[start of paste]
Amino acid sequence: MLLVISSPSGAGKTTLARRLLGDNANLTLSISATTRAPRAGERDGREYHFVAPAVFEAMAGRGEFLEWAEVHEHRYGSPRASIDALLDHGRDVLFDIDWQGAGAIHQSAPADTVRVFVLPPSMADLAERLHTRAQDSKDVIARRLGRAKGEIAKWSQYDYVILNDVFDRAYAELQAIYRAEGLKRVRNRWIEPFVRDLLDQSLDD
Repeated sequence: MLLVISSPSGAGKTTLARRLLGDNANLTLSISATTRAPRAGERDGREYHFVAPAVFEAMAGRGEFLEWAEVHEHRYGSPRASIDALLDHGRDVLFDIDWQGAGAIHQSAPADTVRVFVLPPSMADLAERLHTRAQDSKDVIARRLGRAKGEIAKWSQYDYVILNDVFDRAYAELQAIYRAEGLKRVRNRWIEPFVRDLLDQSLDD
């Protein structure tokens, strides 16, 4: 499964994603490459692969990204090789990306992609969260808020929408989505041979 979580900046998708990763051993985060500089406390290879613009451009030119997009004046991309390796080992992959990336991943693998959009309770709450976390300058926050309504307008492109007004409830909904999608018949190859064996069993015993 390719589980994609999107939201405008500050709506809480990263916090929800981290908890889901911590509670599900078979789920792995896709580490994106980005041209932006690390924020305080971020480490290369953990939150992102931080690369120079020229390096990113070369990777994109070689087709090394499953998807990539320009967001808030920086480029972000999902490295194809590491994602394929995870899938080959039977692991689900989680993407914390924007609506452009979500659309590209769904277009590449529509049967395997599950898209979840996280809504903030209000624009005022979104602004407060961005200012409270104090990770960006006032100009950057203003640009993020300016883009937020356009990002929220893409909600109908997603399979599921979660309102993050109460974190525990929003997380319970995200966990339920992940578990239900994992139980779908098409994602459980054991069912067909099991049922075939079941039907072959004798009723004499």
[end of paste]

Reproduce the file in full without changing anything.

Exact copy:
Amino acid sequence: MLLVISSPSGAGKTTLARRLLGDNANLTLSISATTRAPRAGERDGREYHFVAPAVFEAMAGRGEFLEWAEVHEHRYGSPRASIDALLDHGRDVLFDIDWQGAGAIHQSAPADTVRVFVLPPSMADLAERLHTRAQDSKDVIARRLGRAKGEIAKWSQYDYVILNDVFDRAYAELQAIYRAEGLKRVRNRWIEPFVRDLLDQSLDD
Repeated sequence: MLLVISSPSGAGKTTLARRLLGDNANLTLSISATTRAPRAGERDGREYHFVAPAVFEAMAGRGEFLEWAEVHEHRYGSPRASIDALLDHGRDVLFDIDWQGAGAIHQSAPADTVRVFVLPPSMADLAERLHTRAQDSKDVIARRLGRAKGEIAKWSQYDYVILNDVFDRAYAELQAIYRAEGLKRVRNRWIEPFVRDLLDQSLDD
């Protein structure tokens, strides 16, 4: 499964994603490459692969990204090789990306992609969260808020929408989505041979 979580900046998708990763051993985060500089406390290879613009451009030119997009004046991309390796080992992959990336991943693998959009309770709450976390300058926050309504307008492109007004409830909904999608018949190859064996069993015993 390719589980994609999107939201405008500050709506809480990263916090929800981290908890889901911590509670599900078979789920792995896709580490994106980005041209932006690390924020305080971020480490290369953990939150992102931080690369120079020229390096990113070369990777994109070689087709090394499953998807990539320009967001808030920086480029972000999902490295194809590491994602394929995870899938080959039977692991689900989680993407914390924007609506452009979500659309590209769904277009590449529509049967395997599950898209979840996280809504903030209000624009005022979104602004407060961005200012409270104090990770960006006032100009950057203003640009993020300016883009937020356009990002929220893409909600109908997603399979599921979660309102993050109460974190525990929003997380319970995200966990339920992940578990239900994992139980779908098409994602459980054991069912067909099991049922075939079941039907072959004798009723004499």